Are Deep Neural Networks Creative?
Deep neural networks routinely generate images and synthesize text. But does this amount to creativity? Can we reasonably claim that deep learning produces art?
Are deep neural networks creative? It seems like a reasonable question. Google's "Inceptionism" technique transforms images, iteratively modifying them to enhance the activation of specific neurons in a deep net. The images appear trippy, transforming rocks into buildings or leaves into insects. Another neural generative model, introduced by Leon Gatys of the University of Tubingen in Germany, can extract the style from one image (say a painting by Van Gogh), and apply it to the content of another image (say a photograph).
Generative adversarial networks (GANs), introduced by Ian Goodfellow, are capable of synthesizing novel images by modeling the distribution of seen images. Additionally, character-level recurrent neural network (RNN) language models now permeate the internet, appearing to hallucinate passages of Shakespeare, Linux source code, and even Donald Trump's hateful Twitter ejaculations. Clearly, these advances emanate from interesting research and deserve the fascination they inspire.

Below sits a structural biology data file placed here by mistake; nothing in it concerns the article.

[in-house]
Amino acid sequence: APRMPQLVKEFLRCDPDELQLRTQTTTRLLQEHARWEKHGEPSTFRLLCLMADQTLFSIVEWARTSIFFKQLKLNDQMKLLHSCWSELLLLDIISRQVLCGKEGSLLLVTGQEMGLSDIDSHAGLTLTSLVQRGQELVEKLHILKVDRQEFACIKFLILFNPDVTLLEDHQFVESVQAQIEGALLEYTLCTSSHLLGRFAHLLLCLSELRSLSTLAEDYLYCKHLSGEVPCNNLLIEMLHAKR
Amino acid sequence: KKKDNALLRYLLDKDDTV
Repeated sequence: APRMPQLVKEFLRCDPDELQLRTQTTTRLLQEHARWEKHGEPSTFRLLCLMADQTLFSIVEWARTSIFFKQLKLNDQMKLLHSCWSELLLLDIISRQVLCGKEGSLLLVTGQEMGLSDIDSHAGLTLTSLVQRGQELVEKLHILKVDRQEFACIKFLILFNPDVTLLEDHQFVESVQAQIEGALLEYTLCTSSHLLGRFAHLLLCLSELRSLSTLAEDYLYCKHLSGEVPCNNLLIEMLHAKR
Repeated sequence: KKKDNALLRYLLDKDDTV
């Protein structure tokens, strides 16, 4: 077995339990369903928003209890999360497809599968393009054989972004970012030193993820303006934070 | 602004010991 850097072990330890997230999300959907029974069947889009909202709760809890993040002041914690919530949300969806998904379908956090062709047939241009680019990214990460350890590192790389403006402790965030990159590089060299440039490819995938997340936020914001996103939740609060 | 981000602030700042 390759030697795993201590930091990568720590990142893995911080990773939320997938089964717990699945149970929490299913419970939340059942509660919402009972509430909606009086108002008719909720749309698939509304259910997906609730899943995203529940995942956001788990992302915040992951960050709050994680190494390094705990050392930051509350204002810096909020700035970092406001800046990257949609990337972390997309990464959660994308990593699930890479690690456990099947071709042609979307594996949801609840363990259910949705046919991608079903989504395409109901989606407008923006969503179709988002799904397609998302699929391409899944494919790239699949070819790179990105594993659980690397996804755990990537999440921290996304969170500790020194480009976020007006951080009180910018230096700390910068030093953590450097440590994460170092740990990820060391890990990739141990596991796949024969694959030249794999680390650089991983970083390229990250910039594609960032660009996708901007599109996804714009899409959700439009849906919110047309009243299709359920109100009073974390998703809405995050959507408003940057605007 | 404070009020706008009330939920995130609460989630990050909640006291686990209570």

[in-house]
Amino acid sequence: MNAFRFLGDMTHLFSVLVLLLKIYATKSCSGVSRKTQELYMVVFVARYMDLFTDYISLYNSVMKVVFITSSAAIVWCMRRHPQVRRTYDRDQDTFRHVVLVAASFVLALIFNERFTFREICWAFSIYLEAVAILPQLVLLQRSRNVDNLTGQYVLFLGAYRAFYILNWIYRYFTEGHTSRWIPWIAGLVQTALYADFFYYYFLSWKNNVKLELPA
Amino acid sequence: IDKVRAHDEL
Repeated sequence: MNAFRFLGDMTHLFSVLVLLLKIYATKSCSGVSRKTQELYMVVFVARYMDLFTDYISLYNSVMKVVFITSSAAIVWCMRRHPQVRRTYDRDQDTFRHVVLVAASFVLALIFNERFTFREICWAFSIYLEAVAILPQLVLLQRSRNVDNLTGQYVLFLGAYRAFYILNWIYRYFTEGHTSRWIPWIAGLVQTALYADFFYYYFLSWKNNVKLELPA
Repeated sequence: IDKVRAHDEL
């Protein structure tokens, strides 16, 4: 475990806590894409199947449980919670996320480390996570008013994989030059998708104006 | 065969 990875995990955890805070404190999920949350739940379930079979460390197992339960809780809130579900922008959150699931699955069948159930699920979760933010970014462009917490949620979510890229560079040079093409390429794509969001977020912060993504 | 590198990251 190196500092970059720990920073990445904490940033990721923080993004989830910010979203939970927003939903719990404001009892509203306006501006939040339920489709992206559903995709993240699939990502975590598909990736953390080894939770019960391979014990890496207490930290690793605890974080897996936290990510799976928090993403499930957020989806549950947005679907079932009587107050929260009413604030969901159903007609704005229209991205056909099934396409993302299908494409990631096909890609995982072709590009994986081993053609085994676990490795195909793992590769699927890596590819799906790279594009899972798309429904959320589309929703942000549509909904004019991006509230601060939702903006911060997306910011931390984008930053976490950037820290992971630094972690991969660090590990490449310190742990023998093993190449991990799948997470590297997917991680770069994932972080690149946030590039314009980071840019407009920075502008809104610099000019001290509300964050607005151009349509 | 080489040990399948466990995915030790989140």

In this blog post, rather than address the quality of the work (which is admirable), or explain the methods (which has been done, ad nauseum), we'll instead address the question, can these nets reasonably be called "creative"?Already, some make the claim. The landing page for deepart.io, a site which commercializes the "Deep Style" work, proclaims "TURN YOUR PHOTOS INTO ART". If we accept creativity as a prerequisite for art, the claim is made here implicitly.
In an article on Engadget.com, Aaron Souppouris described a character-based RNN, suggesting that higher sampling temperatures make the network "more creative". In this view, creativity is the opposite of coherence.Can we accept a view of creativity which consists primarily of stochasticity? Does it make any sense to accept a definition by which creativity is maximized by a random number generator? In this view, creativity reduces to entropy maximization. Interestingly, this seems opposite to views on creativity espoused by deep learning pioneer Juergen Schmidhuber, who suggests that low entropy, in the form of short description length is a defining characteristic of art. More importantly, it seems at odds with the notion of creativity we attribute to humans. It seems uncontroversial to label Charlie Parker, Beethoven, Dostoevsky, and Picasso, as creative, and yet they their work is clearly coherent.